Typically, combustion appliances are safe. However, under certain conditions these appliances can release pollutants into the home that can seriously damage health. Providing ample ventilation and correctly using your appliances. For instance, install and use exhaust fans over gas cooking stoves and ranges, and keep the burners properly adjusted. Using a stove hood with a fan vented to the outdoors greatly reduces exposure to pollutants during cooking. Also, properly select, install, inspect, and maintain your appliances.
The EPA enforces national standards for the tap water provided by public water systems. As long as contaminants remain at these low levels, the water is considered safe to drink for healthy people. (Note: People with severely weakened immune systems or other specific health conditions may wish to further treat their water at home.) Still, to improve the taste or because of health concerns, 4 out of 10 Americans use a form of home water treatment. These devices range from simple pitchers costing less than $20 to sophisticated reverse osmosis units costing hundreds of dollars.
A water treatment device can be free-standing, attached to a tap, plumbed in with a dedicated faucet (also called a point-of-use device); connected to a refrigerator's water and ice dispensing system; or centrally attached to treat all water entering a house (a point-of-entry device). Before purchasing a home water treatment unit, consider local water quality, cost and maintenance of the unit, product performance, and certifications to make sure that the unit will meet your needs and address your particular concerns.
While EPA does not endorse specific units, there are three different certifications to look for on the label, which are accredited by the American National Standards Institute (ANSI) - NSF International, Underwriters Laboratories, Inc. (UL), and the Water Quality Association.
For more information on water filtration devices, go to:
http://www.epa.gov/ogwdw/faq/pdfs/fs_healthseries_filtration.pdf (PDF) ( 7 pp, 1.7MB, About PDF)
Safer Pest Management
A variety of approaches are available to control pests (e.g., insects, vermin) that may enter your kitchen, however many common insecticides can contain toxic chemicals. The best way to manage pests is to try to prevent them from appearing in the first place. For instance, stop insects from entering your home by removing sources of food, water, and shelter.
If pest prevention does not work, consider natural or less-toxic alternatives to chemical pesticides. If you decide to use chemical pest control products, use them safely and correctly (and do not use any more than is needed). Always carefully read and follow the pesticide label's instructions and safety warnings.
While EPA does not endorse specific units, there are three different certifications to look for on the label, which are accredited by the American National Standards Institute (ANSI) - NSF International, Underwriters Laboratories, Inc. (UL), and the Water Quality Association.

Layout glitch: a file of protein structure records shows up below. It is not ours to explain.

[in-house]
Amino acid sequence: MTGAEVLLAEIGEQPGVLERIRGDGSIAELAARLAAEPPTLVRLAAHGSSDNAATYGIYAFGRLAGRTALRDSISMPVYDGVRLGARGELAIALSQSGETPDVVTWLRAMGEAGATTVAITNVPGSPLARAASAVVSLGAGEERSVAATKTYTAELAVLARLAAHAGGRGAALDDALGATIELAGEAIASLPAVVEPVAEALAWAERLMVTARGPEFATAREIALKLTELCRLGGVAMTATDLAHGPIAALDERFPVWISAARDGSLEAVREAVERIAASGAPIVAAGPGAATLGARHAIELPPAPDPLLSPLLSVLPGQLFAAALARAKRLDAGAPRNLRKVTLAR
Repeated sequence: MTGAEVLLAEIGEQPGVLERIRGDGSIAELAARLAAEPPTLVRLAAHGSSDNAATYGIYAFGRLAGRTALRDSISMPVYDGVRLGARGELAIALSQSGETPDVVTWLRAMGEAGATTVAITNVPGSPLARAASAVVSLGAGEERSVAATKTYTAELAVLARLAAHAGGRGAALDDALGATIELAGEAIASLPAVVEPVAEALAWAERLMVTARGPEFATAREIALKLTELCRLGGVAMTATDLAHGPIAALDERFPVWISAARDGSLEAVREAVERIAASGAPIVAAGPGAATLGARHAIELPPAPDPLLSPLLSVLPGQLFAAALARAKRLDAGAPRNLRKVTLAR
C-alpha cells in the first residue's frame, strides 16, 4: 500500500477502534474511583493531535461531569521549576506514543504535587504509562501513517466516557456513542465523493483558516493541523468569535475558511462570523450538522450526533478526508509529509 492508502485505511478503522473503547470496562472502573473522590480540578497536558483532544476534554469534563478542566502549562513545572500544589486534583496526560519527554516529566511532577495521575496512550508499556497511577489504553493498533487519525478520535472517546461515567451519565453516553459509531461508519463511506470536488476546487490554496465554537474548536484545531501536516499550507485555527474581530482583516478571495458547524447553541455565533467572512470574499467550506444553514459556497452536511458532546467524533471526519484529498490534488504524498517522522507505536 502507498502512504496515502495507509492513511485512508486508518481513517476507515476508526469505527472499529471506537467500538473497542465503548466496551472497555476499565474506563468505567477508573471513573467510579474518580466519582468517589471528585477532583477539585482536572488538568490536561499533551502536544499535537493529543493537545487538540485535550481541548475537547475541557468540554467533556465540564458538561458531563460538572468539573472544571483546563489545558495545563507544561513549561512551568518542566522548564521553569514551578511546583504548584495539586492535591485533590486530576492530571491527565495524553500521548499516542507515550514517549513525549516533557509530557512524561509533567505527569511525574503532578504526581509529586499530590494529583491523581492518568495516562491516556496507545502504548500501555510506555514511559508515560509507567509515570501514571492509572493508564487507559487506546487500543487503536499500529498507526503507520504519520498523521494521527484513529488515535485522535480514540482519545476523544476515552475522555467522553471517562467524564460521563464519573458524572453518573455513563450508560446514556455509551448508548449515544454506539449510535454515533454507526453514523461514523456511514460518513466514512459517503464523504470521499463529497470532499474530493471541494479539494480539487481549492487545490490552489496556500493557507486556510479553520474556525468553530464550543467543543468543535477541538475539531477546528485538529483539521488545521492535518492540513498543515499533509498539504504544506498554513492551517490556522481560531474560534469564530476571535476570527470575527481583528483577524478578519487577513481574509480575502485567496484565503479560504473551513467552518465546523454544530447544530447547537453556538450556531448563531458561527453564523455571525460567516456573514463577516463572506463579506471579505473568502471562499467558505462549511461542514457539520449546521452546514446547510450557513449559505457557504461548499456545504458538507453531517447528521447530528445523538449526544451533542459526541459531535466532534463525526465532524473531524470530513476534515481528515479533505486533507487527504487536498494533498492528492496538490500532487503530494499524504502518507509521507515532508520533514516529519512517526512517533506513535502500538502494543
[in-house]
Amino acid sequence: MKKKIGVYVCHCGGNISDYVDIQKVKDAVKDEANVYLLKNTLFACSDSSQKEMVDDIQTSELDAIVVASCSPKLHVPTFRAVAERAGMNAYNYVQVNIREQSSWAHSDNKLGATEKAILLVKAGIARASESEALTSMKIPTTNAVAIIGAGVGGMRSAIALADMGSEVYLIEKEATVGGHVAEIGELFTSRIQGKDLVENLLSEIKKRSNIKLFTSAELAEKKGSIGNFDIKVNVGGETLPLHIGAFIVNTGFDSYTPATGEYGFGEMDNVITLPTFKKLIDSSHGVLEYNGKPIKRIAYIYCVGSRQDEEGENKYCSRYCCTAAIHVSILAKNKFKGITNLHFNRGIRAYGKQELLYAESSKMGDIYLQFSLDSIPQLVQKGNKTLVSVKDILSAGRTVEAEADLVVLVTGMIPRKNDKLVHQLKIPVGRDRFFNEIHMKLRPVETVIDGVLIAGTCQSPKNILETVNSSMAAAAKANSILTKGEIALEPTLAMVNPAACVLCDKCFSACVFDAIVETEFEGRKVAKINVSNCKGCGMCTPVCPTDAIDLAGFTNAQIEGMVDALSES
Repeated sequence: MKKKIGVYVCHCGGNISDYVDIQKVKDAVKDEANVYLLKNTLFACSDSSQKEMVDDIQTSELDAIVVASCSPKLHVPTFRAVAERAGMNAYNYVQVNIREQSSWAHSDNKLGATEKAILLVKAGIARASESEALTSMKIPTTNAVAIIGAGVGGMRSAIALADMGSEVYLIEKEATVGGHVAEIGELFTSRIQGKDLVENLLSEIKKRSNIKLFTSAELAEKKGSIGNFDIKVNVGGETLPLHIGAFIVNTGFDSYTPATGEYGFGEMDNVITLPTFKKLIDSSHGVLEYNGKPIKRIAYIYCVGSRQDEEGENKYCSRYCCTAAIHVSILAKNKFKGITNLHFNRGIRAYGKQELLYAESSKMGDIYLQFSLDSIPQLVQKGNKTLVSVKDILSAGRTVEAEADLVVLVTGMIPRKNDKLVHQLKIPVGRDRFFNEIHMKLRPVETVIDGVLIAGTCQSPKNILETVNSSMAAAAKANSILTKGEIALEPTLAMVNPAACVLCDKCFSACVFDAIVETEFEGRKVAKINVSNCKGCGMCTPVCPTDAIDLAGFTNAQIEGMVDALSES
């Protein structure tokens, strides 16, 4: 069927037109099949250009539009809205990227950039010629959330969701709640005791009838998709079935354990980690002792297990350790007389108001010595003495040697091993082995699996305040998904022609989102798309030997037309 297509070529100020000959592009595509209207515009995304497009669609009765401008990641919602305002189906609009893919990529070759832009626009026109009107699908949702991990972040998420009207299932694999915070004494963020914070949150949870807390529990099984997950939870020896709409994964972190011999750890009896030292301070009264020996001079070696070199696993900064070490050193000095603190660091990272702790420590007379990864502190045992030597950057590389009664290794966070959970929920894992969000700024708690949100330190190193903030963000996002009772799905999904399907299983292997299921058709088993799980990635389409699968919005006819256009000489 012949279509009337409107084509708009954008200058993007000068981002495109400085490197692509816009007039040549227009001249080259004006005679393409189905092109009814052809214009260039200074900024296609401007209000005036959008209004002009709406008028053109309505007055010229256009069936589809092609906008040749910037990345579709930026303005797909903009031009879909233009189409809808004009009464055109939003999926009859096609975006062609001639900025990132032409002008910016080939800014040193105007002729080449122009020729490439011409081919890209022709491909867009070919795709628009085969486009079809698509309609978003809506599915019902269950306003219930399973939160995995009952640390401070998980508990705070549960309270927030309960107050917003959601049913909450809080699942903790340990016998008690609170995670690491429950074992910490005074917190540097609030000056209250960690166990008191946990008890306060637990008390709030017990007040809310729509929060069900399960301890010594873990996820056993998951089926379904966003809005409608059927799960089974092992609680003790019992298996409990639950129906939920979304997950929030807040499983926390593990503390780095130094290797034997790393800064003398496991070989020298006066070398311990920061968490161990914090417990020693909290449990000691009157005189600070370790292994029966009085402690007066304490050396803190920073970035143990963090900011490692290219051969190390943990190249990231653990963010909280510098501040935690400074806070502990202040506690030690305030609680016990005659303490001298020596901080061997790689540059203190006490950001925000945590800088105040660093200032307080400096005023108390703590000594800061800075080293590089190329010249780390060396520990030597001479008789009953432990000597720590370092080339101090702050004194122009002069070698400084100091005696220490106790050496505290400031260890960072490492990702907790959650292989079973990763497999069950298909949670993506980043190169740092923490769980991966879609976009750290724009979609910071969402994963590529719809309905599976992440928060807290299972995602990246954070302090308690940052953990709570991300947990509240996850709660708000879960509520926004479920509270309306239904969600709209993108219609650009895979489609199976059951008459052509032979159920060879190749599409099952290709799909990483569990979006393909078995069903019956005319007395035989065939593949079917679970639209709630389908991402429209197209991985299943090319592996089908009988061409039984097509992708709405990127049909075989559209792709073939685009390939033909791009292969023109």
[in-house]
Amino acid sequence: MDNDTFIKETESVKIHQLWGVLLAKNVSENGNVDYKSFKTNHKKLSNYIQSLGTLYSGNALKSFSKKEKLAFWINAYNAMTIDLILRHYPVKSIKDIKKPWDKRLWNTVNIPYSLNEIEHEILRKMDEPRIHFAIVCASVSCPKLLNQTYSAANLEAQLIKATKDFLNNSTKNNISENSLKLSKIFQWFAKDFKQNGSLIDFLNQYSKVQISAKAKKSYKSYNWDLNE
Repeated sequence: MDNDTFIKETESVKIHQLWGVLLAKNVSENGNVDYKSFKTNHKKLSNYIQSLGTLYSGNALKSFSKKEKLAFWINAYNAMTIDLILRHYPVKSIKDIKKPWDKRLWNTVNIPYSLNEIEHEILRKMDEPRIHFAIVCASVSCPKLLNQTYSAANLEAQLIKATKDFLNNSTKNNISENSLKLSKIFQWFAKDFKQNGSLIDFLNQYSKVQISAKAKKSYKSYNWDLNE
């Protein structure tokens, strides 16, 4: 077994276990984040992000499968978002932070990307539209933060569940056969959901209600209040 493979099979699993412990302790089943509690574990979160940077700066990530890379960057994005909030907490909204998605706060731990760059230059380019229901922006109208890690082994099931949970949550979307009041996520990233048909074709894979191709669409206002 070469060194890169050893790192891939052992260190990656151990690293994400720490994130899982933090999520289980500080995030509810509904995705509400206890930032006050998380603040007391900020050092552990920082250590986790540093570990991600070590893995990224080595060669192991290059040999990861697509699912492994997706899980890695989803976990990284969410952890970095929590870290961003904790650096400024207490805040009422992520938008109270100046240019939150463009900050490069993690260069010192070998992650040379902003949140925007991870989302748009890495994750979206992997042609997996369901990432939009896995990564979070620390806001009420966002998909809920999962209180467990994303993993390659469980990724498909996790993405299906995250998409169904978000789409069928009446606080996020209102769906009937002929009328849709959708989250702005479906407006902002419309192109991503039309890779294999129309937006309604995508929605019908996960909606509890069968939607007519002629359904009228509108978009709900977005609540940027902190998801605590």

For more information on safer pest management, go to:
What is a Pesticide? - http://www.epa.gov/pesticides/about/index.htm
Do's and Don'ts of Pest Control - http://www.epa.gov/pesticides/controlling/dosanddonts.htm
Controlling Pests in the Home - http://www.epa.gov/pesticides/controlling/residents.htm
Using Environmentally Preferable Products & Cleaners
Environmentally Preferable Cleaners
Cleaning products are necessary for maintaining healthful conditions in the home. But many cleaning products can present health and environmental concerns, including eye, skin, or respiratory irritation, or more serious issues.
When purchasing cleaners, look for key words on product labels. Try to avoid most products labeled "Danger/Poison" (indicating that they can be lethal when ingested in very small quantities), as well as products labeled as Corrosive, Severely Irritating, Highly Flammable, Highly Combustible, or Strong Sensitizer. Also, when possible, try to select cleaning products that are labeled as low-VOC, readily biodegradable, bio-based (such as citrus- or pine-based products), and solvent-free. Some products' environmental claims have been verified and certified by a third-party group (such as Green Seal or Scientific Certification Systems).
Also bear in mind that several simple, non-toxic, and inexpensive household substances can also be very effective for most types of household and kitchen cleaning jobs; these substances include white vinegar, baking soda, mild liquid (e.g., castile) soap, lemon juice, and borax. (Note that vinegar and lemon juice are acidic, so they are useful for removing mineral deposits and wax or grease build-up, but they should not be used on all surfaces.) Recipes for making natural, non-toxic cleaning formulas are available on various Web sites such as thegreenguide.com and care2.com.
Check out EPA's environmentally preferable cleaners Web site for information to help you choose household cleaners with reduced health risks. For information on specific green household cleaning products, go to:
EPA Environmentally Preferable Purchasing Database of
Environmental Information for Products and Services -
EPA Design for Environment Program partners and products list - http://www.epa.gov/opptintr/dfe/pubs/about/index.htm
National Institutes of Health Household Products Database - http://www.householdproducts.nlm.nih.gov
Environmentally Preferable Products